A Burglary, Addressed By a Young Lady by Elizabeth Porter Birdsall
Series: Women Destroy Science Fiction! (Lightspeed #49)
Published by Skyboat Media on November 18, 2015
Genres: Science Fiction
Length: 15 hours, 11 minutes
Narrated by Judy Young
Buy It Here! •
The summer of 2013 was a rough one for women in science fiction. Every few weeks there was a new reminder that to a certain subset of the field, women are not welcome. There were multiple articles returning to the tired accusation that women aren’t writing “real” SF; disputes about the way the field is represented by vintage cheesecake art on the cover of a professional trade publication; the glib admonition that if women are to succeed, they should be more like Barbie, in her “quiet dignity.” For many readers, it was a very nasty surprise to discover this undercurrent running through the ocean of imaginative fiction we love.
And it just. Kept. Coming.
We got tired. We got angry. And then we came out the other side of exhaustion and anger deeply motivated to do something.
Thus the Women Destroy Science Fiction! special issue of LIGHTSPEED MAGAZINE was conceived. We did a Kickstarter campaign in early 2014 to help make the issue into a double issue; we crushed our fundraising goal in about 7 hours and ended up funding at more than 1000% of our original funding goal, with more than 2800 backers. Because of that tremendous success, we unlocked two major stretch goals which resulted in the publication of companion volumes Women Destroy Fantasy! and Women Destroy Horror!, which are being published as issues of LIGHTSPEED’s sister publications, FANTASY and NIGHTMARE.
FROM THE EDITORS — Christie Yant, Rachel Swirsky, Wendy N. Wagner, Robyn Lupo, and Gabrielle de Cuir
Editorial, June 2014: Women Destroy Science Fiction!
ORIGINAL SHORT STORIES — edited by Christie Yant
Each to Each by Seanan McGuire – narrated by Cassandra Campbell
A Word Shaped Like Bones by Kris Millering – narrated by Gabrielle de Cuir
Cuts Both Ways by Heather Clitheroe – narrated by Grover Gardner
Walking Awake by N.K. Jemisin – narrated by Bahni Turpin
The Case of the Passionless Bees by Rhonda Eikamp – narrated by Jonathan L. Howard
In the Image of Man by Gabriella Stalker – narrated by John Allen Nelson
The Unfathomable Sisterhood of Ick by Charlie Jane Anders – narrated by Cassandra Campbell
Dim Sun by Maria Dahvana Headley – narrated by Stefan Rudnicki
The Lonely Sea in the Sky by Amal El-Mohtar – narrated by Gabrielle de Cuir with Cassandra Campbell, Cassandra de Cuir, John Allen Nelson, Stefan Rudnicki, and Molly Underwood
A Burglary, Addressed By a Young Lady by Elizabeth Porter Birdsall – narrated by Judy Young
Canth by K.C. Norton – narrated by Gabrielle de Cuir
ILLUSTRATORS — art direction by Galen Dara
Li Grabbenstetter (“A Word Shaped Like Bones,” “Each to Each,” and “Love is the Plan the Plan is Death”)
Elizabeth Leggett (“Cuts Both Ways,” “Salvage,” and “Like Daughter”)
Hillary Pearlman (“Walking Awake”)
Christine Mitzuk (“The Case of the Passionless Bees”)
Galen Dara (cover artist)
A Burglary, Addressed By a Young Lady is a bit of an oddity in this selection of stories for the Women Destroy Science Fiction! special Issue. It…feels more Steampunk than anything else and I’ve almost always attributed Steampunk more to Fantasy than Science Fiction. Also, A Burglary, Addressed By a Young Lady doesn’t truly feel complete.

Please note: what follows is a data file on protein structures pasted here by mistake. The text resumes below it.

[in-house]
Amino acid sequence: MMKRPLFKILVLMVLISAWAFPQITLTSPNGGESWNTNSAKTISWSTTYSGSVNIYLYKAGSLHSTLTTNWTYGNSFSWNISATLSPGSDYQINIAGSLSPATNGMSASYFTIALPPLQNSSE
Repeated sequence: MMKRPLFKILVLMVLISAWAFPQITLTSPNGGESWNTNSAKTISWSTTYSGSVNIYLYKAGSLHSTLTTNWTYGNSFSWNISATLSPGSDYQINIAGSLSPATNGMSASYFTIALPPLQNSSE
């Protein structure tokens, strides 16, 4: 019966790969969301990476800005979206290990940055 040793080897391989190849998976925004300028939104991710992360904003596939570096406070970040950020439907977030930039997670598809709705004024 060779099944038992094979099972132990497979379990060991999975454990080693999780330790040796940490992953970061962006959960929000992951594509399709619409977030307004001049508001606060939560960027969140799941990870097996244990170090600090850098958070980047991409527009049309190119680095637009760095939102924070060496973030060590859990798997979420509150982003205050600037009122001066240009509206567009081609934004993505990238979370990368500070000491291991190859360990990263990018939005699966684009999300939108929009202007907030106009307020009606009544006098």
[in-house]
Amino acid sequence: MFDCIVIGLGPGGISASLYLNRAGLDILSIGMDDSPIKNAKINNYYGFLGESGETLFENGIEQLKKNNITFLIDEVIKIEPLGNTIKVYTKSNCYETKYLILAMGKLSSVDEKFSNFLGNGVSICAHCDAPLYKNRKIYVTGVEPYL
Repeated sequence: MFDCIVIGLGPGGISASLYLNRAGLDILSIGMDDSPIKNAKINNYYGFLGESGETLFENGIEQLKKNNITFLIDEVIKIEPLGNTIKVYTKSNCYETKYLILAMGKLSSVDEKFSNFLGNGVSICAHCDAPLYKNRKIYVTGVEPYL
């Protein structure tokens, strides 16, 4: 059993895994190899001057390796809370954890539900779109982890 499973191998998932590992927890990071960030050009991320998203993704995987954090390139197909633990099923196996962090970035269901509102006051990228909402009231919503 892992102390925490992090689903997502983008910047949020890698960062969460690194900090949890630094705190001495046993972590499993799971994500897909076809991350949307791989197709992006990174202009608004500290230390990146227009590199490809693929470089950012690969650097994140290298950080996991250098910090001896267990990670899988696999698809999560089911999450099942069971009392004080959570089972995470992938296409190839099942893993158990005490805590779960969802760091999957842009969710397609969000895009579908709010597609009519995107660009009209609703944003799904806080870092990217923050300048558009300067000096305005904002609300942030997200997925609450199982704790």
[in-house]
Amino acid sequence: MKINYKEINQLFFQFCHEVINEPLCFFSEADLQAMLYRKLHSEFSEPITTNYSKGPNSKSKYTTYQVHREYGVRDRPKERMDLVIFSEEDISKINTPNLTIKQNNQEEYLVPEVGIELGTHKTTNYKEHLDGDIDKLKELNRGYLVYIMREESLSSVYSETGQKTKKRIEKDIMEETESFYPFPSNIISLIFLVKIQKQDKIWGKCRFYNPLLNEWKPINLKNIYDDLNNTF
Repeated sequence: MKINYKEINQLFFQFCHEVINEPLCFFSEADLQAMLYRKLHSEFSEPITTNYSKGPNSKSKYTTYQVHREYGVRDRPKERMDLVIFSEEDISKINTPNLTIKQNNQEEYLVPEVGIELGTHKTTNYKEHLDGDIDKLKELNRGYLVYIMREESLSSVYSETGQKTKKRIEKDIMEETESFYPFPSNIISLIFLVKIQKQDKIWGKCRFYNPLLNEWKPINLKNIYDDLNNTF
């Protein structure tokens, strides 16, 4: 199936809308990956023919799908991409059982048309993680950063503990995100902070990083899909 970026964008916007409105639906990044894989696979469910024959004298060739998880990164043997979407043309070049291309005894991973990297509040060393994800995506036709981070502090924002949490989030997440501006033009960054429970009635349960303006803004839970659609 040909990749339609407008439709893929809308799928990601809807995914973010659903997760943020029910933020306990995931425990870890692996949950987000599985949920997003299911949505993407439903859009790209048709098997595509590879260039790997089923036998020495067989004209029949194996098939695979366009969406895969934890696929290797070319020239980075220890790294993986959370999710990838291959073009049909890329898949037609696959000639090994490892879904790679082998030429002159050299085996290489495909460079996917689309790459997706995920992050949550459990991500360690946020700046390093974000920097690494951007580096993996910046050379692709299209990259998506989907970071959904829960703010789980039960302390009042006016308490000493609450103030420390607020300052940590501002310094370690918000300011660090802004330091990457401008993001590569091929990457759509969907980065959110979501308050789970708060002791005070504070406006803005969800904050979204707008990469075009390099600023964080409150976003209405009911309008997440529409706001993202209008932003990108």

A Burglary, Addressed By a Young Lady is the story of a young Noble debutante. The dialogue, dress and mannerisms are very Regency Age and they remind me of all the Historical Romances I’ve read where the heroine is part of the English le bon ton and is preparing for her first Season.
The Season was the name given to the months between late January and early July. It officially began when Parliament re-opened in London and was an endless parade of social entertainments – balls, theatre parties, dances, masquerades, military reviews, and many other social pleasures to be enjoyed by the ton. Families with marriageable children used the Season to present their children to the ton in hopes of arranging profitable marriages. For this reason, the Season has also been referred to as the “Marriage Mart” by notables such as Lord Byron. For marriageable girls, the Season was an intense period of social networking in which any misstep or breach of social etiquette could spread through gossip circles at Almack’s like wildfire and have potentially ruinous effects on her marriage and social prospects within the ton.
I found A Burglary, Addressed By a Young Lady to be a rather fun story…but rather uninteresting as well. The majority of the dialogue was about marriage and flirtation. The fun parts of A Burglary, Addressed By a Young Lady was the descriptions of the debutantes’ “presentation” outfits: The debut outfits (hand sewed by the debutante herself, of course) are arrayed with a large variety of dampening devices (noise, sight, etc) since the debutantes debut by breaking into the home of a peer and stealing a valuable item while leaving behind a huge clue as to the thief. The (male) peer then calls on the debutante to retrieve his goods as well as to hopefully begin courtship of the debutante.
Very little detail beyond the original descriptions was giving to the SF parts of the story: The setting was a colony(?), the debutantes’ burglary training, the various security measures of the residences, the workings of the dampening devices and the way they are placed in the clothing. And MOST important: how the HELL did this civilization end up aping the Regency era???!?
The ending of A Burglary, Addressed By a Young Lady was rather abrupt – and I was a little dismayed that fully all of the dialogue was about marriage and men (and obeying one’s mama).
All in all, I found A Burglary, Addressed By a Young Lady to be fun but shallow.